THE issue of votes for the Irish abroad was the elephant in the room at the first Global Irish Civic Forum.
While experiences of culture, identity, heritage and emigration were at the forefront of the agenda for the 200 representatives who attended the two-day event at Dublin Castle, the issue of representation was notably absent from the schedule.
“There are a number of ways the Irish Government could reach out to emigrants abroad, and one is to end their long-term disenfranchisement,” Mary Hickman, Professor of Irish Studies at St Mary’s University in London, claimed after attending the event held on June 3 and 4.
“Reading the agenda for the forum, it was immediately obvious there was one very large issue that was not given space for a proper discussion, namely votes for Irish citizens abroad,” she added.
Her thoughts were echoed by Irish in Britain CEO Jennie McShannon, who chaired a panel discussion on Reaching out to Irish Citizens Abroad at the Forum.
“The Forum was very positive” she told The Irish Post this week, “but I think there were some questions left unanswered, mainly on the representation issue.”
“Diaspora Minister Jimmy Deenihan referred to it a lot, but there wasn’t a particular panel on that,” she explained “and while he made positive noises about it there was certainly some urgency for people there around that. They were looking for something concrete, which didn’t come.”
That said, Ms McShannon did feel there was much gained from the conference, which followed a commitment set out in Ireland’s Global Ireland Diaspora Policy to host a gathering, for the first time, of the groups working with the Irish diaspora worldwide.
“Diaspora representation was really good [at the Forum],” Ms McShannon confirmed.
“You could really feel the enthusiasm for it from Irish diaspora organisations worldwide and also individuals involved in civil society who attended.”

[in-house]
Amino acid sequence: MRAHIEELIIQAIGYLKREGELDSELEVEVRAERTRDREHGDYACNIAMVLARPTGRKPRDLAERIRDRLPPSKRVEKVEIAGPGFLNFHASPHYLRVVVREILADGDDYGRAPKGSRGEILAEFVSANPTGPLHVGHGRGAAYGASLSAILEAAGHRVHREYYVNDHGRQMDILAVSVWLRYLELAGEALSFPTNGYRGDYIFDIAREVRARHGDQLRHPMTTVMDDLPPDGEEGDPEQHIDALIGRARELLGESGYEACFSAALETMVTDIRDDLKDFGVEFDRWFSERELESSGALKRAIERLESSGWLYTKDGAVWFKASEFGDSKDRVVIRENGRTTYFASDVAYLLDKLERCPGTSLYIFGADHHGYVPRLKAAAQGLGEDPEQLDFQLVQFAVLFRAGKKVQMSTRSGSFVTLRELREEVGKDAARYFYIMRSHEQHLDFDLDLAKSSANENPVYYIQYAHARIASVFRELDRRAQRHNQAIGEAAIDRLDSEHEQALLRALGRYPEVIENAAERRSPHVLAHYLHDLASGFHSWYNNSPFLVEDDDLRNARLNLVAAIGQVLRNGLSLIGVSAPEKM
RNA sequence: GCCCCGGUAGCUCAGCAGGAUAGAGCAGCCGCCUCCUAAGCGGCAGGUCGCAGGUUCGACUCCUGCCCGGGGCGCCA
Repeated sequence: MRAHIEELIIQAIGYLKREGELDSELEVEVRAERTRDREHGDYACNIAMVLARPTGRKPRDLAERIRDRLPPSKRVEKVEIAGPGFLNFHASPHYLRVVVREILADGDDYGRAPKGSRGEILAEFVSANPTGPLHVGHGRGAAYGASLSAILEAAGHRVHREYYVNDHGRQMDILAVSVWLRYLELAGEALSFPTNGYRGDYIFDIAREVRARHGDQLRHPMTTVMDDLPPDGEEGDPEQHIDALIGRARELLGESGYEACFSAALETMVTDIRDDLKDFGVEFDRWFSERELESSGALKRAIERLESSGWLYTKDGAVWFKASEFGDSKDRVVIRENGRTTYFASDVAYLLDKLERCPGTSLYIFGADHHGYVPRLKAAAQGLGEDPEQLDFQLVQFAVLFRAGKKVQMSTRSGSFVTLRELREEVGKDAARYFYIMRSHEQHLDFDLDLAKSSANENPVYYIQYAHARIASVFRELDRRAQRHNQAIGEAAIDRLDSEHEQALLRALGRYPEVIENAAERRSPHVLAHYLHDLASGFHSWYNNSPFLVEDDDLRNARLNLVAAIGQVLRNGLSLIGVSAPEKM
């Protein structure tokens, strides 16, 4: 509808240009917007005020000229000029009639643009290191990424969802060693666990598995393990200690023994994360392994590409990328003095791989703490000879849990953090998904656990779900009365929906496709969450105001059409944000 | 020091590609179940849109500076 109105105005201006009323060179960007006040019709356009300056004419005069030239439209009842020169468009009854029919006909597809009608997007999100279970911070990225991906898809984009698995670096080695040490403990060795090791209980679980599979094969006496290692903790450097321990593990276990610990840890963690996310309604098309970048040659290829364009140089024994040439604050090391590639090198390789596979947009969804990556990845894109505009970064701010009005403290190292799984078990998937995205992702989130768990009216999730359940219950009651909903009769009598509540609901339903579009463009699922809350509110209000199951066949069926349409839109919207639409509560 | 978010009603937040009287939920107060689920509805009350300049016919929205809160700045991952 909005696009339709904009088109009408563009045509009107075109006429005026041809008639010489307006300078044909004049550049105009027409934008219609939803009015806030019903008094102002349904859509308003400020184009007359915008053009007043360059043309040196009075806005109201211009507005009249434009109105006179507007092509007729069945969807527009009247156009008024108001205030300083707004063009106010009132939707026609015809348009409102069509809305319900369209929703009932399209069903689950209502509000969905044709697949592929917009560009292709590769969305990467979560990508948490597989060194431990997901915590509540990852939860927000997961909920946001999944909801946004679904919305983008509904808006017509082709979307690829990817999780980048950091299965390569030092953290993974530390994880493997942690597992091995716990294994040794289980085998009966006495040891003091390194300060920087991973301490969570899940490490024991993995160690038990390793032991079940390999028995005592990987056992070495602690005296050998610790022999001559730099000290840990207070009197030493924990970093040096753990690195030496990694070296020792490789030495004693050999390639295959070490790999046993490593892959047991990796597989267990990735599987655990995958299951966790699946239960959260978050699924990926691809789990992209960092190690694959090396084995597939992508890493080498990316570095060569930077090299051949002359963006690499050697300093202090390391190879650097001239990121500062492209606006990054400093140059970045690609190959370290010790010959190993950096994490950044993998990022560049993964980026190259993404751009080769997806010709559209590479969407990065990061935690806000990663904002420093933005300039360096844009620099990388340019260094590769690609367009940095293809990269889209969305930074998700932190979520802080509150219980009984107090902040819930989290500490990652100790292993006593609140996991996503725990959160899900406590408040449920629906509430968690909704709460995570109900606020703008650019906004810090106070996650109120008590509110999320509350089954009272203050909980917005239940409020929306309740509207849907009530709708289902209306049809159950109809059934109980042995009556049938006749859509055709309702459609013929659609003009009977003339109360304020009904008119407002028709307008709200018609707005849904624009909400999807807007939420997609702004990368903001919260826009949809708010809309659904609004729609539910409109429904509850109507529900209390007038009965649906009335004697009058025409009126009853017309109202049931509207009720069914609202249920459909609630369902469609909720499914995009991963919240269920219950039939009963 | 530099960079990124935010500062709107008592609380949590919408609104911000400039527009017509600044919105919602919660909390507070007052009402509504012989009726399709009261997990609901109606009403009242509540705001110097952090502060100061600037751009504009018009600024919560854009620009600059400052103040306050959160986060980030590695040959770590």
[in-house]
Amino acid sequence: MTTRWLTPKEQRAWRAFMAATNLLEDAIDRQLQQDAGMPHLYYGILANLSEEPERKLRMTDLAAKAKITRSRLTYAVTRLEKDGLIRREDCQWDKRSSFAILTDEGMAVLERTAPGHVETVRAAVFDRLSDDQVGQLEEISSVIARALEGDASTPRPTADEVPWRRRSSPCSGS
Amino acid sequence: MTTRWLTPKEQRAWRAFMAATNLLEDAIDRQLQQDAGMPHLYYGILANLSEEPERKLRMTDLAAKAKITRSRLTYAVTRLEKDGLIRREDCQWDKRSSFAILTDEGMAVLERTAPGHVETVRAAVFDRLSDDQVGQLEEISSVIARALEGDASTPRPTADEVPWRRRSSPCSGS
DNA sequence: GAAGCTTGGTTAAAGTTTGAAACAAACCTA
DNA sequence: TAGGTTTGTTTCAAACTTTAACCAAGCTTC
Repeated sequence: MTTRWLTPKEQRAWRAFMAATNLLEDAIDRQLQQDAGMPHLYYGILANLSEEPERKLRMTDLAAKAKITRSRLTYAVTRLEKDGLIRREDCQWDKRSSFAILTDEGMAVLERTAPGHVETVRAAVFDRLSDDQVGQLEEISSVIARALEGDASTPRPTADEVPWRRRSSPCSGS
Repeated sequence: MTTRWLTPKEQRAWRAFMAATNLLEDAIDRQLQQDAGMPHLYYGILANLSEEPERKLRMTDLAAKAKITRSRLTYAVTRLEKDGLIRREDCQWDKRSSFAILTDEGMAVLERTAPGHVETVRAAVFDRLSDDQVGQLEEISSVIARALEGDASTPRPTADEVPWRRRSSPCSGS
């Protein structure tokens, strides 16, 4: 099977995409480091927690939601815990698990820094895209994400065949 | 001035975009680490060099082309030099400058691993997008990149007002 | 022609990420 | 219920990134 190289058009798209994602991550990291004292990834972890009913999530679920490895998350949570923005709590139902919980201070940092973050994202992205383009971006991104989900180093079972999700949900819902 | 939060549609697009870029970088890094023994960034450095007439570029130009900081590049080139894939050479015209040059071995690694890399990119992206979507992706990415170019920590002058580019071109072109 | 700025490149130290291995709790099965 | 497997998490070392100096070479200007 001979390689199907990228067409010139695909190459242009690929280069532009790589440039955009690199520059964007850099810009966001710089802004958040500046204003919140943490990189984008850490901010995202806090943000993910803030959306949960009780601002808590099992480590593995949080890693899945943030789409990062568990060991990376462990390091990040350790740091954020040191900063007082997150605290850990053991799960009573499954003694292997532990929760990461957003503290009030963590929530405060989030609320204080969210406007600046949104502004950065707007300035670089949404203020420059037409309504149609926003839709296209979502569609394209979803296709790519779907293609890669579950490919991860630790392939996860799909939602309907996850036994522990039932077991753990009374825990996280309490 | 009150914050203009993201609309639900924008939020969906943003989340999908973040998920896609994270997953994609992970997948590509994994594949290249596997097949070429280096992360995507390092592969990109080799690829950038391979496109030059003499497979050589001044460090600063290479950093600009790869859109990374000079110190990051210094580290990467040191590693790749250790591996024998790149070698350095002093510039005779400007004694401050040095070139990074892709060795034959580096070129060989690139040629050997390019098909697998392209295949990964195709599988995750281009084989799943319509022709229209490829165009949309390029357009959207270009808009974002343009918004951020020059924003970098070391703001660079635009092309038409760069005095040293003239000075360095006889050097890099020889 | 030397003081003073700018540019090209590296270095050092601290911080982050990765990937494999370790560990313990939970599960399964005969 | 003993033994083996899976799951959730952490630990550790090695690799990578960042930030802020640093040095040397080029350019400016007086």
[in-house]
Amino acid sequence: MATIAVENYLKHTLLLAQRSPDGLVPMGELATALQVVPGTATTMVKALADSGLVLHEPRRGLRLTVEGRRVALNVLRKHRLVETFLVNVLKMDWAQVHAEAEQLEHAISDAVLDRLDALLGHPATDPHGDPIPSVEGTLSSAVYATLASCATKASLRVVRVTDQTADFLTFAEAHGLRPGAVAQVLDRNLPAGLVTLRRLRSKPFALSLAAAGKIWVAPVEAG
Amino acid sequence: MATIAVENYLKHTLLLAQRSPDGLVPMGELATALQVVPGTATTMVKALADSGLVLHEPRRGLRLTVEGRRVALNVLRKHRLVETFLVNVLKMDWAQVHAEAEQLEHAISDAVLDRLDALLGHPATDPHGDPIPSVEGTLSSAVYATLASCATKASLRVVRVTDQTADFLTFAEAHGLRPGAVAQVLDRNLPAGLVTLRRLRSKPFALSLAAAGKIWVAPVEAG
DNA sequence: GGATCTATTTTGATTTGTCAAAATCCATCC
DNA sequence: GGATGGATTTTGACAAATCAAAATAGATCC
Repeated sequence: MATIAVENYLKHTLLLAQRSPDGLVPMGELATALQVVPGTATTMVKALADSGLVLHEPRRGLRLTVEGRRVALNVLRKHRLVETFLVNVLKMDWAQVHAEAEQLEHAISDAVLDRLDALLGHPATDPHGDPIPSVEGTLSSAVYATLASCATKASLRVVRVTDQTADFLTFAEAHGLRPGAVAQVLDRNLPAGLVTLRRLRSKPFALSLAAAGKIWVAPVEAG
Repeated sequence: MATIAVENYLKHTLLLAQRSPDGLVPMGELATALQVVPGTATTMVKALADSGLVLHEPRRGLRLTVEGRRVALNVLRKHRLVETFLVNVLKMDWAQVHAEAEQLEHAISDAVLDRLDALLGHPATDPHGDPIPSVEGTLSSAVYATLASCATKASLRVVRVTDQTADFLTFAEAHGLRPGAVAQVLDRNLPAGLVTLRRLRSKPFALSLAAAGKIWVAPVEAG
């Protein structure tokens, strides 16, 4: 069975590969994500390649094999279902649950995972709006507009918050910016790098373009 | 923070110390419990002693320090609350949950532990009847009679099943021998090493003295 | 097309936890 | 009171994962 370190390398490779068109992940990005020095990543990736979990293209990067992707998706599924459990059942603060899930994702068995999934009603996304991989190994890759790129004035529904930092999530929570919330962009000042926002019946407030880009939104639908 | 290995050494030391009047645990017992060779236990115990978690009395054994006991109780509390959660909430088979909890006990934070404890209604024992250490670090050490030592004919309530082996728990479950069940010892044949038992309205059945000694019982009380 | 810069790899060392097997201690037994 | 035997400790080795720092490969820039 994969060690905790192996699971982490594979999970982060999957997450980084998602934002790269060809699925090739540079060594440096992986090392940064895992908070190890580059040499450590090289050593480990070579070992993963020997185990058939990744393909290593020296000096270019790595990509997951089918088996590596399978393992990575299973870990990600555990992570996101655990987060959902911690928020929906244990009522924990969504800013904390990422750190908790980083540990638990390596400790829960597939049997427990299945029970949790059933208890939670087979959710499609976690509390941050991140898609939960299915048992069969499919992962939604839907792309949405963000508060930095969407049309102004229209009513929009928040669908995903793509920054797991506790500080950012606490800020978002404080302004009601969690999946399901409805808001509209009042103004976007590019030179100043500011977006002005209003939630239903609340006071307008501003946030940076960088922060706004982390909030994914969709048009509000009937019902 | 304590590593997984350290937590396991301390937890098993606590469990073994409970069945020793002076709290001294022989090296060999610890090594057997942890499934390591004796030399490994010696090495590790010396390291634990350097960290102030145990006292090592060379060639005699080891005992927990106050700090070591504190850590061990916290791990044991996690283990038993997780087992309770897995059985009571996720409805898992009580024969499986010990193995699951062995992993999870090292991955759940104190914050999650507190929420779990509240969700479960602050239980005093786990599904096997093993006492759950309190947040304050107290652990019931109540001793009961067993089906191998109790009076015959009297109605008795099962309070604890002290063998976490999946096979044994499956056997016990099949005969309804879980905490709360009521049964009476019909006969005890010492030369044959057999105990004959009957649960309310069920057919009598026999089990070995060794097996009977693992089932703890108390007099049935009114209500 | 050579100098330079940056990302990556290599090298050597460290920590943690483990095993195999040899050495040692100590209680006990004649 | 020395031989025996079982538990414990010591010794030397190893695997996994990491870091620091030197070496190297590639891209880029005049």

The 200 delegates who attended came from 17 countries, representing 140 organisations working with Irish communities worldwide, with a significant contingent from Britain, Australia and the US.
“There were scores of people there that I hadn’t met before,” Ms McShannon added, “which meant you really got a better understanding of what we are all providing in our respective jurisdictions – an understanding of the shared experiences amongst us and the issues we all face around topics like leadership, identity, heritage, engagement and diversity.”
With the next instalment of the Forum due to take place in two years, the delegates who attended will now hope to build on the contacts made and information gained via the Dublin engagement.
“For me the Forum was about sharing best practice, finding common ground amongst ourselves, getting ideas, inspiration and innovation between the delegates – and there was definitely a lot of that going on, but there was also a feeding in about the role and relevance of Irish citizens abroad to each other and to Ireland,” Ms McShannon explained.
“There was a real willingness to share amongst ourselves,” she added, “but the lynchpin of all of this is the Global Irish Strategy and the Forum is important because civil society is at the heart of the interface between the Irish at home and abroad and the Irish government and the Irish abroad.
“Now the onus is on us to maintain those connections made and to raise the game in terms of how we engage globally - and the onus is on the Irish government to keep us engaged and facilitate that.”